A: Electrically held relays require constant coil power to engage, while latching devices only require a specified pulse to operate the relay. For example, a monostable (single coil) relay could be used in an A/C control system where the circuit would require constant power for the operation of the A/C unit. For a bistable (dual coil) relay, an application might include usage in a satellite where power needs to be conserved. A small, relatively short nominal voltage pulse to one or the other relay coil is sufficient to change the relay state. Each type has distinctive advantages and disadvantages and should be considered when selecting a device for a specific application.
Q: What is the desired relay contact configuration?
A: There are several variants of contact architectures, from SPST (single pole, single throw) to 4PDT (four pole, double throw) or higher, and configuration will be dependent on the application need and how many circuits require isolation/control. Also note, common relay contact nomenclature may also be written as Form A (SPST, normally open), Form B (SPST, normally closed), or Form C (SPDT, normally open and normally closed). A full list of contact combination forms and terminology can be found with the American National Standards Institute (ANSI).
Q: What are the desired mounting and terminal styles?
A: TE high-performance products offer options for relay mounting, which includes horizontal flange, raised vertical flange, threaded stud, and no flange types. Additionally, high-performance products have a wide variety of terminal configurations, like solder pin (for PCB), solder hook (for wire harness), socket (for panel mount), and threaded stud (hard wire/lug mount). Mounting and terminal selection will be dependent on circuit packaging and power distribution design.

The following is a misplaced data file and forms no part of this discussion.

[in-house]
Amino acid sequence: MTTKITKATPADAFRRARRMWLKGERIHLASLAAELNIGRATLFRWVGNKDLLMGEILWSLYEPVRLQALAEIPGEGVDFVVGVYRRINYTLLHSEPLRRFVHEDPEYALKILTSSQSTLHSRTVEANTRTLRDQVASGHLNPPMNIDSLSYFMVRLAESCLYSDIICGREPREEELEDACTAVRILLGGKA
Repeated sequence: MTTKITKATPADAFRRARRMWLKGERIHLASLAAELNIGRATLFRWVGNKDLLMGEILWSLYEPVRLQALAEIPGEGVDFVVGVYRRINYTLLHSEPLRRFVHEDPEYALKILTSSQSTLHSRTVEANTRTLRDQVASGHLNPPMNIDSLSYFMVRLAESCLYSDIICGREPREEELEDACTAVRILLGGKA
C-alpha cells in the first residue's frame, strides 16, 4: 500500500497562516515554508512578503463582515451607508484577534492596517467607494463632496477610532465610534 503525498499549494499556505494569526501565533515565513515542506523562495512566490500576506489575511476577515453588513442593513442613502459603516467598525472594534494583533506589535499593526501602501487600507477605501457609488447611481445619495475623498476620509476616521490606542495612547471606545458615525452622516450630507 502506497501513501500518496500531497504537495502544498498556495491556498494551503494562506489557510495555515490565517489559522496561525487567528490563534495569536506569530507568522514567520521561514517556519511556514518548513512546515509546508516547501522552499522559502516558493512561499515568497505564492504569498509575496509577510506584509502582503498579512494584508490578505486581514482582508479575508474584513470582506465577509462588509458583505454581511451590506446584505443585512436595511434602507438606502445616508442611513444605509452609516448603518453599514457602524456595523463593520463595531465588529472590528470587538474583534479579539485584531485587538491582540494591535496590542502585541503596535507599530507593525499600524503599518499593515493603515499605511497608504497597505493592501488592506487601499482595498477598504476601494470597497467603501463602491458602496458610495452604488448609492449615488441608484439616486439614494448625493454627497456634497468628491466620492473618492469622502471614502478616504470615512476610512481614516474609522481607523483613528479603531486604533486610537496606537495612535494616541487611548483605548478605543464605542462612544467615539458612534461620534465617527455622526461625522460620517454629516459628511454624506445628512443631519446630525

Q: What coil suppression is required for DC relays?
A: When a relay is de-energizing (being switched off), an unsuppressed coil can produce a very high voltage spike or back EMF (an unsuppressed coil can generate several hundred volts), potentially causing damage to a relay driver or other sensitive circuitry. Suppressing or clamping the voltage transient when turning a coil off is especially useful when using, for example, a transistor to drive the relay coil. Therefore, it is recommended to use a Zener-diode combination as a standardized method for transient clamping. A typical relay coil rating for back EMF is 42 VDC max. Relay MIL-specs, like MIL-PRF-83536 slash sheets, list parameters (when applicable) for coil transient suppression. Also, note that relays with low level to 2A ratings use of single diode suppression has no impact to switching performance. For relays with 5A and above ratings, use Zener-diode suppression to keep from reducing contact switching lifespan and minimize possible contact sticking or welding. Also, electrically held coils require constant coil power to engage, whereas latching devices only require a specified pulse to operate the relay.
Q: What are the environmental considerations?
A: It is important to cover these parameters as they can be critical in choosing the correct product for the application. Parameters for altitude, salt spray, fog, humidity, temperature, mechanical shock, and/or vibration should be considered for harsh or high reliability environments. MIL-specs like M39016 (2 amp relays), M83536 (5, 10, and 25 amp relays), M83726 (10 amp time delays), M6106 (25 amps and higher contactors), or M32085 (high voltage DC contactors) can be used as a baseline guide regarding relay and contactor requirements.